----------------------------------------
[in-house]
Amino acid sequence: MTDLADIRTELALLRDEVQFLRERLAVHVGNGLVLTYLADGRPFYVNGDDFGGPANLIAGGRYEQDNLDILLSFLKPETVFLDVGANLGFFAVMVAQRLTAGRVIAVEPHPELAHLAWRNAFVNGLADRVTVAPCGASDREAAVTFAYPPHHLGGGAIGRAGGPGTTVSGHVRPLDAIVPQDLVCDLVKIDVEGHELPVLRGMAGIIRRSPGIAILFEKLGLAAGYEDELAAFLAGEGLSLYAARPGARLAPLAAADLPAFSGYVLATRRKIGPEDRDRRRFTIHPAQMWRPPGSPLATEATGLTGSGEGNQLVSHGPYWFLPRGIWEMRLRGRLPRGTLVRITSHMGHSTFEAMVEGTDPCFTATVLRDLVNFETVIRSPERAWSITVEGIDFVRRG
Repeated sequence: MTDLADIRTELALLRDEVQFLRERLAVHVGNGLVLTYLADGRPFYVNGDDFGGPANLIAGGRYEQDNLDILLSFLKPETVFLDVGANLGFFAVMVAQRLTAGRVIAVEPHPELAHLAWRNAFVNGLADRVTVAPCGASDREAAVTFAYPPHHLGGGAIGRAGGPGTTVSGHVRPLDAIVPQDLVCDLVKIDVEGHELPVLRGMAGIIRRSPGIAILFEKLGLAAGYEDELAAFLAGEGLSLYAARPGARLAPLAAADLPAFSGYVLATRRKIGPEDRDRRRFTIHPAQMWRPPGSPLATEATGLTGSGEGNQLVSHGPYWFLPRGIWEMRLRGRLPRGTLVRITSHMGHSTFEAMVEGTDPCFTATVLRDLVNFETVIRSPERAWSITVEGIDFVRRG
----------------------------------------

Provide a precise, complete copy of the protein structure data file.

[in-house]
Amino acid sequence: MTDLADIRTELALLRDEVQFLRERLAVHVGNGLVLTYLADGRPFYVNGDDFGGPANLIAGGRYEQDNLDILLSFLKPETVFLDVGANLGFFAVMVAQRLTAGRVIAVEPHPELAHLAWRNAFVNGLADRVTVAPCGASDREAAVTFAYPPHHLGGGAIGRAGGPGTTVSGHVRPLDAIVPQDLVCDLVKIDVEGHELPVLRGMAGIIRRSPGIAILFEKLGLAAGYEDELAAFLAGEGLSLYAARPGARLAPLAAADLPAFSGYVLATRRKIGPEDRDRRRFTIHPAQMWRPPGSPLATEATGLTGSGEGNQLVSHGPYWFLPRGIWEMRLRGRLPRGTLVRITSHMGHSTFEAMVEGTDPCFTATVLRDLVNFETVIRSPERAWSITVEGIDFVRRG
Repeated sequence: MTDLADIRTELALLRDEVQFLRERLAVHVGNGLVLTYLADGRPFYVNGDDFGGPANLIAGGRYEQDNLDILLSFLKPETVFLDVGANLGFFAVMVAQRLTAGRVIAVEPHPELAHLAWRNAFVNGLADRVTVAPCGASDREAAVTFAYPPHHLGGGAIGRAGGPGTTVSGHVRPLDAIVPQDLVCDLVKIDVEGHELPVLRGMAGIIRRSPGIAILFEKLGLAAGYEDELAAFLAGEGLSLYAARPGARLAPLAAADLPAFSGYVLATRRKIGPEDRDRRRFTIHPAQMWRPPGSPLATEATGLTGSGEGNQLVSHGPYWFLPRGIWEMRLRGRLPRGTLVRITSHMGHSTFEAMVEGTDPCFTATVLRDLVNFETVIRSPERAWSITVEGIDFVRRG